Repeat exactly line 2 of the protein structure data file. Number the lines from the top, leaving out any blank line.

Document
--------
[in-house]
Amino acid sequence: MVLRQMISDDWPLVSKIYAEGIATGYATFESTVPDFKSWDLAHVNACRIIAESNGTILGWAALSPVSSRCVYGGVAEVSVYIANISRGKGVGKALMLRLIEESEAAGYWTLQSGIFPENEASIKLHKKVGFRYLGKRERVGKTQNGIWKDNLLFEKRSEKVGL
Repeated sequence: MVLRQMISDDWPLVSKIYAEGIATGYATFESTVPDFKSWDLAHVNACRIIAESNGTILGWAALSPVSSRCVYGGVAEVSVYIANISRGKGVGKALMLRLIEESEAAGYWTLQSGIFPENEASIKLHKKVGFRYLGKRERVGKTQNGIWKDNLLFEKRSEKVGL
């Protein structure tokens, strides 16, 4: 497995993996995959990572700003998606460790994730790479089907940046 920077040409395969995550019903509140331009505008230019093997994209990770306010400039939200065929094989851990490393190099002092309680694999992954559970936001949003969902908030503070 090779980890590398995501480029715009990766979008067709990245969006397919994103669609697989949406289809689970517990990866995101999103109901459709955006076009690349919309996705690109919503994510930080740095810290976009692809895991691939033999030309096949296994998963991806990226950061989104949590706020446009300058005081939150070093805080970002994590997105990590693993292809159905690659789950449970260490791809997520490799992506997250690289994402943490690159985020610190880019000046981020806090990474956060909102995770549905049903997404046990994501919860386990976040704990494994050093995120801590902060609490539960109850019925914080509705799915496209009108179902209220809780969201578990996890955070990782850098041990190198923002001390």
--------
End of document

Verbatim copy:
Amino acid sequence: MVLRQMISDDWPLVSKIYAEGIATGYATFESTVPDFKSWDLAHVNACRIIAESNGTILGWAALSPVSSRCVYGGVAEVSVYIANISRGKGVGKALMLRLIEESEAAGYWTLQSGIFPENEASIKLHKKVGFRYLGKRERVGKTQNGIWKDNLLFEKRSEKVGL